"Industry representatives have repeatedly visited the White House to discuss pending regulation of coal ash, raising suspicions that industry may be influencing the rule. In December, amid these meetings, EPA announced it was backing away from its earlier pledge to propose coal ash regulations by the end of 2009.
EPA’s proposal to regulate coal ash – the byproduct of coal power plants that drew national attention after a late-2008 billion gallon spill in Tennessee – was sent to OIRA Oct. 16, 2009, 87 days ago. The meetings started shortly thereafter. By OIRA’s own rules, the review is to last no longer than 90 days, but it may be extended once by 30 days. Like almost all rules sent to OIRA at this early stage in the rulemaking process, the details of EPA’s coal ash proposal are unknown.
The sheer number of meetings being held to discuss this rule is noteworthy. By my count, OIRA has held 23 meetings on the rulemaking. 19 of those meetings have featured representatives from industries or interests opposed to coal ash regulation. The other four have included environmental advocates. If the coal ash rule ends up not as strong as it could have been, I think it’s fair to assume that industry influenced the rulemaking, and that OIRA is complicit.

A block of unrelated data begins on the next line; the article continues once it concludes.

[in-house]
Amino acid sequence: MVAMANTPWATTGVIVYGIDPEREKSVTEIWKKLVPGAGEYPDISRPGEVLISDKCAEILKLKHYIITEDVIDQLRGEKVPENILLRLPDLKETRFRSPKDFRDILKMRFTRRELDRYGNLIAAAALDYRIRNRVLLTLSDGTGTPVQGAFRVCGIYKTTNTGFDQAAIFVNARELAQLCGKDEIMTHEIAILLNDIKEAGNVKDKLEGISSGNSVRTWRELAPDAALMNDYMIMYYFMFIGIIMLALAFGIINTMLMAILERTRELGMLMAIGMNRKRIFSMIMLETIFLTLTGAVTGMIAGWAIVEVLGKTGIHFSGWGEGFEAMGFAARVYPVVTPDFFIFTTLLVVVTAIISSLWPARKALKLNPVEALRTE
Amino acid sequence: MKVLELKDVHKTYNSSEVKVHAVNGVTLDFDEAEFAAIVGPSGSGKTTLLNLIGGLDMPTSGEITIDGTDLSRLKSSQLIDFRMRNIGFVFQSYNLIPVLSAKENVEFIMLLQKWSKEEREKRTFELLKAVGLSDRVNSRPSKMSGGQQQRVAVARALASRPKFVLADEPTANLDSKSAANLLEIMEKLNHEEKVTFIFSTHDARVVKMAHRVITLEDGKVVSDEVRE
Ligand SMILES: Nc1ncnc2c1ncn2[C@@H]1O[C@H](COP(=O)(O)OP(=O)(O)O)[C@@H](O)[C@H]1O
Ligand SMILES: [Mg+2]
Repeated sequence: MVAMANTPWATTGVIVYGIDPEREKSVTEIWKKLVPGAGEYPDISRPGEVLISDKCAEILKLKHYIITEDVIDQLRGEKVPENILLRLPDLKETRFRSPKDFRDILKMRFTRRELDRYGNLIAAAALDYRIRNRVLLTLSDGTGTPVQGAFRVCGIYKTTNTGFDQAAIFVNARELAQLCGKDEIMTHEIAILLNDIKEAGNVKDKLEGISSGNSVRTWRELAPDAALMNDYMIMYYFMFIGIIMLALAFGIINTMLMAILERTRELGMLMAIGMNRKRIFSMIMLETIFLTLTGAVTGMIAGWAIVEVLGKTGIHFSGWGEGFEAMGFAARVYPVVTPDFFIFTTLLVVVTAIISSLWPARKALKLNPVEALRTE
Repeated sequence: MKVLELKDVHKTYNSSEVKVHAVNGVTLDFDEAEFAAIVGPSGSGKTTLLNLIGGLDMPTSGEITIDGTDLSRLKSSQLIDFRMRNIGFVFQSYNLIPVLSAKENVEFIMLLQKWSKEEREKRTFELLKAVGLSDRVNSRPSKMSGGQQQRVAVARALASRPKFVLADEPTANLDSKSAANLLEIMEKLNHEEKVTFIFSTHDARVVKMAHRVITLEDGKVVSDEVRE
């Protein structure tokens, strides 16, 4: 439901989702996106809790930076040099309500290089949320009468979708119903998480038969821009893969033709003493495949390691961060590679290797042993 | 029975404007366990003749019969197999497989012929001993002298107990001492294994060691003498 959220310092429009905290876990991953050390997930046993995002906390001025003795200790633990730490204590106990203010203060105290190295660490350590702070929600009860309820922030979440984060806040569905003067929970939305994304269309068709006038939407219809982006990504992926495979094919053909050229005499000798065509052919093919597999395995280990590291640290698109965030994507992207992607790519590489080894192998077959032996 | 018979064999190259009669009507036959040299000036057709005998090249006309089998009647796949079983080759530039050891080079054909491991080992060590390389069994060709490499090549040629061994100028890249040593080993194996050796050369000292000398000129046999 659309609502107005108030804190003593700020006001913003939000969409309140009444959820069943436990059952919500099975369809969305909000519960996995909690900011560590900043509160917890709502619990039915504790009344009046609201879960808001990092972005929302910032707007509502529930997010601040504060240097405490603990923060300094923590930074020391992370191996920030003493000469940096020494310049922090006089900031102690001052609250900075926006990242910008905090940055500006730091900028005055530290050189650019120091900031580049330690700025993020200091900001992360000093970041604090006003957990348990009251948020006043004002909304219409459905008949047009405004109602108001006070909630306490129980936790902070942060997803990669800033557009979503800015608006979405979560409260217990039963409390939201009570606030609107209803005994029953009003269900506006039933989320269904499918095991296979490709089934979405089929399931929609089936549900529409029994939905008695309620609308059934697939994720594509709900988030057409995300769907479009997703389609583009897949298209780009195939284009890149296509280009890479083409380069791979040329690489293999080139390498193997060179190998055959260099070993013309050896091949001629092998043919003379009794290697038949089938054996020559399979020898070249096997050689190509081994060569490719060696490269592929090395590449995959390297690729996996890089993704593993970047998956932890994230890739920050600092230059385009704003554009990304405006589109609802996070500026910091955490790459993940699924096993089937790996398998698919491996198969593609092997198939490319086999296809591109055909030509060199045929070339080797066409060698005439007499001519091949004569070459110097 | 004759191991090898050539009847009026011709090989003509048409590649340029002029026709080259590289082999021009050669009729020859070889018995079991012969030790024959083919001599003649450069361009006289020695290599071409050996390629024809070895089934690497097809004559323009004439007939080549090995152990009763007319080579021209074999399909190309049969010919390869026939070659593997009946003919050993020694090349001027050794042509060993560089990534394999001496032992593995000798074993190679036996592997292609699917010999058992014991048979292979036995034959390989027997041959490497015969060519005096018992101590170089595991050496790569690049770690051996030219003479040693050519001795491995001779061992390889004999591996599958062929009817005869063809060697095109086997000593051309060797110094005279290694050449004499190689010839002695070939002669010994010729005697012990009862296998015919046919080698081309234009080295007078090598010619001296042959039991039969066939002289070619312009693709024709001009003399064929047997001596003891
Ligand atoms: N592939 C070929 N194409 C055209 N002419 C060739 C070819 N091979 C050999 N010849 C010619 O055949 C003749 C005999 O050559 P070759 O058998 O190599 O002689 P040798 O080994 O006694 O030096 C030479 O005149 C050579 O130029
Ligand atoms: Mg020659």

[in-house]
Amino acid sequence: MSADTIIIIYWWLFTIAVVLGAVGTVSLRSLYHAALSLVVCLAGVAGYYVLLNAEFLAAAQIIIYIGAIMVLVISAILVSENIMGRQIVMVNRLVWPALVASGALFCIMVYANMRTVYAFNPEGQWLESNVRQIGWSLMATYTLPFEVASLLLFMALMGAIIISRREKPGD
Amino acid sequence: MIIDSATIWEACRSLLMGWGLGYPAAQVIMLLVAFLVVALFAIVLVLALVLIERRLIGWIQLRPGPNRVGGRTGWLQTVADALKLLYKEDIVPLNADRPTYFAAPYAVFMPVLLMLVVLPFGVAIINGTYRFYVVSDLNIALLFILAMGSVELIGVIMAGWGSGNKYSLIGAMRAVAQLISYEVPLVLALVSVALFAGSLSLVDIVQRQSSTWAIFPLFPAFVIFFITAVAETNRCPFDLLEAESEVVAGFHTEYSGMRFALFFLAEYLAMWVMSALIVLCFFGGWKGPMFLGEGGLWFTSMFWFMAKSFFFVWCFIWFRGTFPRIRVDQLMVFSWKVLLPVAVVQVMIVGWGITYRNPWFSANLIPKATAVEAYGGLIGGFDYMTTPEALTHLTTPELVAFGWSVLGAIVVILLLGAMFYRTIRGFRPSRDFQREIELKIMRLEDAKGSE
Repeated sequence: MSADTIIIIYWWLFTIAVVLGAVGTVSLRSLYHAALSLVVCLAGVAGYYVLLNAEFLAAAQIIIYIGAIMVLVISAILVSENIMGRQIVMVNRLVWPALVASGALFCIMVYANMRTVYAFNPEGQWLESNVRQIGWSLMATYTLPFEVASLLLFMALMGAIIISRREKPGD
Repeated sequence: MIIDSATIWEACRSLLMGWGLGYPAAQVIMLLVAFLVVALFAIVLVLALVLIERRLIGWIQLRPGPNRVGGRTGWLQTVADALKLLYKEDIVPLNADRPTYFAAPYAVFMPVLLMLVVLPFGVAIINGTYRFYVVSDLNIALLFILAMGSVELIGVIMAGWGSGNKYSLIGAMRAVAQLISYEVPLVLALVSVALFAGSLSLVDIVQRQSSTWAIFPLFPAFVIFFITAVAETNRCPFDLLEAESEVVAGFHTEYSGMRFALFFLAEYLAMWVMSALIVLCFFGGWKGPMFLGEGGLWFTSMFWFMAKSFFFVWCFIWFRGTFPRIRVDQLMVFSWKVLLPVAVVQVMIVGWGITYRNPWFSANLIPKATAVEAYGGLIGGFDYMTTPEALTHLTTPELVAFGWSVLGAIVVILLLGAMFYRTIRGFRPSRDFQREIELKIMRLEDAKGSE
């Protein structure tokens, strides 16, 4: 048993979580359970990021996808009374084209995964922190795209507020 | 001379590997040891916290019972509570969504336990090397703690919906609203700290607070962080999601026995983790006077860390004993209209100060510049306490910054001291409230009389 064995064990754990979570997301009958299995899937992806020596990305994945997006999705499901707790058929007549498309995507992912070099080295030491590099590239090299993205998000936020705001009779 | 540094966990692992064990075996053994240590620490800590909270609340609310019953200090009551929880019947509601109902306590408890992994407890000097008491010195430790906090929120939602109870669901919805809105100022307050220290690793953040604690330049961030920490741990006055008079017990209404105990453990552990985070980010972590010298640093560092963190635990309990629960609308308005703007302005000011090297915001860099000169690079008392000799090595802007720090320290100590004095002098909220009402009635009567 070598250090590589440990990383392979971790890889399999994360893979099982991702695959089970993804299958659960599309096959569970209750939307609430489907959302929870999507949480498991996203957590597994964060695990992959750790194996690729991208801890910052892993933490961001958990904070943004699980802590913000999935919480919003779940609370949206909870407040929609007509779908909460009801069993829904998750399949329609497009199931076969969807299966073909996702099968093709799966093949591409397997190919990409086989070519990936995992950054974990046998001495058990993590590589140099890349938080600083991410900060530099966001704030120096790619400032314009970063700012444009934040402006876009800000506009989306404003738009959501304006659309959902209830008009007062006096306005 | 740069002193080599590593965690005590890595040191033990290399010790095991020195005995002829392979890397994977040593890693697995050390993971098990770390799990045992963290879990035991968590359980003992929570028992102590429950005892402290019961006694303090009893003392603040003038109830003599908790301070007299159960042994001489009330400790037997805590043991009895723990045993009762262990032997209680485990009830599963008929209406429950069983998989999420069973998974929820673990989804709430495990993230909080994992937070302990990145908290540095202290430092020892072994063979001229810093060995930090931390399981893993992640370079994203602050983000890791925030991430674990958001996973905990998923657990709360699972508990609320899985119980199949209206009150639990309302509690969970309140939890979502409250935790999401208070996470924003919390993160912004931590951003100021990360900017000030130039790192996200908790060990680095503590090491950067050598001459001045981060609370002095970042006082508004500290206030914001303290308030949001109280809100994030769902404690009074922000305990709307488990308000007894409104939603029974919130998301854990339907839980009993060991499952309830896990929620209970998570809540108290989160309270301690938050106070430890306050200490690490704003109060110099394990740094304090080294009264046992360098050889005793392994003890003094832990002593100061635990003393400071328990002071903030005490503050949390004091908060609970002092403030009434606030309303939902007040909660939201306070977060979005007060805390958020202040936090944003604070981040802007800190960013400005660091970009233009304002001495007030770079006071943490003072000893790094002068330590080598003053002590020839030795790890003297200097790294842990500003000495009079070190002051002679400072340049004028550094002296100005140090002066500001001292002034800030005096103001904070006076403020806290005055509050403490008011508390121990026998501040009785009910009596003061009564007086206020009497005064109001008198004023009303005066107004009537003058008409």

But until we see a notice of proposed rulemaking in the Federal Register, we won’t know what the impact of these meetings has been."
Matthew Madia reports for OMB Watch January 11, 2010.